How will influencer marketing progress in 2020?

By Mary Keane-Dawson, Group CEO of TAKUMI.

In 2019, TAKUMI surveyed nearly 4,000 consumers, marketers, and influencers across the UK, US, and Germany to uncover their opinions of influencer marketing on Instagram. In our whitepaper, ‘Trust, transaction and trendsetters, the realities of influencer marketing’, several interesting relationship dynamics emerged across four key themes: legislation, authenticity, influence & trust, and creativity & control.

But the landscape has changed immeasurably over the last twelve months. TikTok is now the most downloaded app in the world  and the influencer industry, along  with almost every other industry in the world, is grappling with the impacts of COVID-19.

With so much change happening in our industry, we launched a new whitepaper with a focus this time on the various influencer marketing platforms and perceptions in UK, US and Germany: from YouTube, one of the world’s oldest online social platforms, to TikTok, one of the youngest. In this update to our 2019 report, we found that while some things have stayed the same, a lot has changed in the past year.

Some consumers trust influencers more than friends

Our research showed how trust is earned over time, with consumers tending to trust influencers on legacy platforms such as YouTube more (28%) than those on newer platforms such as Instagram (22%) and TikTok (15%).

However, influencers on both YouTube and TikTok fared well when compared to more traditional brand endorsements. 37% of 16-44-year olds trust a YouTube influencer more than a high-profile figure or celebrity. Meanwhile on TikTok, almost a quarter (23%) of the same age group agreed they trust a TikTok influencer’s recommendation over a friend.

And the survey shows how trust is converting into sales for brands. Over a quarter (27%) of consumers have been influenced to purchase a product or service by creators on YouTube in the past six months, followed by 24% of consumers on Instagram and 15% on TikTok. This increases to almost a quarter (23%) of 16-44 year-olds on the platform, showing how different demographics interact differently with each platform.

Instagram aspirational, TikTok escapist, YouTube influential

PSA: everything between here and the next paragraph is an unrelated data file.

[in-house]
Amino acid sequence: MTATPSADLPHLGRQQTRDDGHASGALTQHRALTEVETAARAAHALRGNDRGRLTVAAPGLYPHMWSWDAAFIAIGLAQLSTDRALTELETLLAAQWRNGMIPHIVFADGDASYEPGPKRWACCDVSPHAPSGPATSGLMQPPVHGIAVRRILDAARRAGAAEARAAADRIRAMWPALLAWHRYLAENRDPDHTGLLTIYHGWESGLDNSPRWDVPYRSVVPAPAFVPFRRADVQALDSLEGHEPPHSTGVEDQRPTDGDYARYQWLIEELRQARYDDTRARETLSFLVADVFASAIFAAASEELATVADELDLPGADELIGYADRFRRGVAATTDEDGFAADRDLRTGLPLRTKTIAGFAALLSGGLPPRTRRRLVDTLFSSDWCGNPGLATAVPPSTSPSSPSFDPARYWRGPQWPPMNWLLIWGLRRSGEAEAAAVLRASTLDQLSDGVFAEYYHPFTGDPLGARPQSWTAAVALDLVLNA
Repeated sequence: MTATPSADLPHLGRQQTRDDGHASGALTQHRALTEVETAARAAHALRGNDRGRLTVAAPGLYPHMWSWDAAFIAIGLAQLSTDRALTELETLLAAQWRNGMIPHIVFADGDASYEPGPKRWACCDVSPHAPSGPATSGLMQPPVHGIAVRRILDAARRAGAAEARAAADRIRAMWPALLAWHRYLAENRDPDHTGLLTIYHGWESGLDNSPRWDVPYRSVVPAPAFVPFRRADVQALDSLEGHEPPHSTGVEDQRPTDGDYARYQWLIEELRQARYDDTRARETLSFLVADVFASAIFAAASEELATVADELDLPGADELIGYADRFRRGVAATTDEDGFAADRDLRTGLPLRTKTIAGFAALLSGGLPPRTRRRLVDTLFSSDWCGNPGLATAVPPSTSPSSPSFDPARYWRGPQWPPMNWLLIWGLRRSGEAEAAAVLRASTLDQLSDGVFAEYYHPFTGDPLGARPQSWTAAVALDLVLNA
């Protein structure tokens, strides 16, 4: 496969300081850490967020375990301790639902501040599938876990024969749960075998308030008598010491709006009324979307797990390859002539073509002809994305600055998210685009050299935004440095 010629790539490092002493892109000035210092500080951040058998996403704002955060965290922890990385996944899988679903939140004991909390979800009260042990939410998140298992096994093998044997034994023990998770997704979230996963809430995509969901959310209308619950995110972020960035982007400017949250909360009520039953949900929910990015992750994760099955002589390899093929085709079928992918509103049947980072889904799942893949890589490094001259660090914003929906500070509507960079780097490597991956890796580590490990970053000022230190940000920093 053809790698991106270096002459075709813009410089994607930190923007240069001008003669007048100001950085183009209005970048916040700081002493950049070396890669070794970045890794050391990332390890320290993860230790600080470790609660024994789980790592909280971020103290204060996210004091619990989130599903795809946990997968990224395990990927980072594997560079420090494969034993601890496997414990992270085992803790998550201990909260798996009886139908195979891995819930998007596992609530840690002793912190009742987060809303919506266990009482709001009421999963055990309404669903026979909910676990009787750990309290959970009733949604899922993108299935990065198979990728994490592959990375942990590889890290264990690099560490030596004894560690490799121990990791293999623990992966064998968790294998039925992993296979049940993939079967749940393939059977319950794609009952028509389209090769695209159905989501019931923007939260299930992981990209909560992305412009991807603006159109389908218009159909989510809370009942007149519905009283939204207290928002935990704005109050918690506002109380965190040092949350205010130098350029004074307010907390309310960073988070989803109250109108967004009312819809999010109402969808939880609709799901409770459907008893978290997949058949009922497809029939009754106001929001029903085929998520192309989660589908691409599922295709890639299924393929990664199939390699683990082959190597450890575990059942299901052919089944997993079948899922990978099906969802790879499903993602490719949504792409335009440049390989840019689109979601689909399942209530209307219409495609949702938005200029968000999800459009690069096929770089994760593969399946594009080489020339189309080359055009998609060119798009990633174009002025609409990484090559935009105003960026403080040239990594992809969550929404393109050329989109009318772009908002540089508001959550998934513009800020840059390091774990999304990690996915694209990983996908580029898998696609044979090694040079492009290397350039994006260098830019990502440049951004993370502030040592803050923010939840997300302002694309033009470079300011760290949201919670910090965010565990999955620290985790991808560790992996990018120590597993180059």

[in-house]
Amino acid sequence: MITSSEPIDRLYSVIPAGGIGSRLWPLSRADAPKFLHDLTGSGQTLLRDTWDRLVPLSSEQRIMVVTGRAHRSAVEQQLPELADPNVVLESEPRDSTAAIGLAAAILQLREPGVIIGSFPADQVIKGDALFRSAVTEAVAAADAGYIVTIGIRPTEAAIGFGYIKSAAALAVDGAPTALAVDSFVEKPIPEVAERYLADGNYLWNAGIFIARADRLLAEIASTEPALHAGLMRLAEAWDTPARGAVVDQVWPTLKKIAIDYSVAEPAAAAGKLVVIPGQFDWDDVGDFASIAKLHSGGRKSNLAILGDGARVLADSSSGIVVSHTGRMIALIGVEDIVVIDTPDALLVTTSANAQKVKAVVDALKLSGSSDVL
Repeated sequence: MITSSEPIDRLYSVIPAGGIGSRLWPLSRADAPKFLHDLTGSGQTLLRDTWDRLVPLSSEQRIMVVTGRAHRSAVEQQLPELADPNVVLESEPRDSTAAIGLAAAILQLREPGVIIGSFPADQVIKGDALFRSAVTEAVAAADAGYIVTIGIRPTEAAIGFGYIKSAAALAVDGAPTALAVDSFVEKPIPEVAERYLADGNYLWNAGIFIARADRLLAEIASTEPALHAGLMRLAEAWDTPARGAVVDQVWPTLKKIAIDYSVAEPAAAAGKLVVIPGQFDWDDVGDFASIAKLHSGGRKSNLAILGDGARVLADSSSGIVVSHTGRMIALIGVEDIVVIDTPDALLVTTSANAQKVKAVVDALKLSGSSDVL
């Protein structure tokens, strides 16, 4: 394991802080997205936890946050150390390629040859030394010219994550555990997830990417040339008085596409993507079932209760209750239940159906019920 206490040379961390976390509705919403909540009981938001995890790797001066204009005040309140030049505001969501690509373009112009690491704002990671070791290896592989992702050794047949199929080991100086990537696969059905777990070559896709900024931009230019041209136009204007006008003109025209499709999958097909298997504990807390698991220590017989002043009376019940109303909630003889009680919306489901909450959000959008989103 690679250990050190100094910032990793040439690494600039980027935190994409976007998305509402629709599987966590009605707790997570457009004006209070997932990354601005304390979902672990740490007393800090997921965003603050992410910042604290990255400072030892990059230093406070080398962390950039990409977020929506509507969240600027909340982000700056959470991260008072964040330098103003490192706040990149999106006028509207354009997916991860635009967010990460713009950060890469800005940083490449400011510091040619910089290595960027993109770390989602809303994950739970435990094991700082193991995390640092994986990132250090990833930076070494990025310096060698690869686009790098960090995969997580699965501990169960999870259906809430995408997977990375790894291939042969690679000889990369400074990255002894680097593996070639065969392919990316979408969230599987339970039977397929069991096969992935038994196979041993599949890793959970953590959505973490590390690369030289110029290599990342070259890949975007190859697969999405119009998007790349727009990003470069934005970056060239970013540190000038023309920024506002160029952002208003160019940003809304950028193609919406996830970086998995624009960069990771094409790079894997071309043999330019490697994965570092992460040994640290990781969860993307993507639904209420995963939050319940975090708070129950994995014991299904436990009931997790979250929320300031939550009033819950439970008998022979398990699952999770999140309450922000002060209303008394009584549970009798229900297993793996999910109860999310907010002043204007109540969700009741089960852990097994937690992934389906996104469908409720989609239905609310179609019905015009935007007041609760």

Interestingly, after comparing all three channels, it became clear that each has carved out its own niche in the mind of consumers. Across all markets, TikTok is perceived by consumers as more creative, escapist, and entertaining than Instagram. Meanwhile, Instagram was considered more aspirational, informative, and user-friendly than TikTok.

Overall, perhaps as one of the oldest and most familiar social media platforms, YouTube was the highest-ranking across all categories among consumers, although marketers were less enthusiastic in their opinion of the video-sharing platform.

Consumers are still concerned about disingenuous endorsements

Regulation and an authentic brand and influencer voice are key drivers in generating the trust required to deliver ROI on influencer marketing campaigns. And our latest research shows much consumer concern about these aspects of influencer marketing has been alleviated since our whitepaper in 2019. 44% of UK and US consumers had “no main concerns” about TikTok influencers, rising to 48% regarding YouTube influencers.

This represents a significant improvement on last year’s consumer survey which revealed just 20% of US and UK consumers had no main concerns about influencers in general. Part of this improvement can be put down to the success of increased legislation from governments as well as increased clarity and improvement of regulations from industry bodies and platforms themselves.

Influencer marketing in 2020 and beyond

The influencer marketing industry has never been more diverse or active, and throughout last year made significant gains in delivering increased authenticity, expanding and tightening legislation, and positioning influencers as creatives for brands rather than just advertising channels. Our latest whitepaper shows that trends are set to continue in 2020, with consumers preferring influencer content over celebrity endorsements and creators continuing to develop more creative and authentic content via TikTok, Instagram and YouTube.

Image by antonbe from Pixabay

Related Content

Influencer marketing image manipulation: Rimmel ad axed
Social media stars breaching rules on promoting brands, watchdog says
White saviour row strikes at the heart of influencer relations
TikTok opens for business

Leave a Reply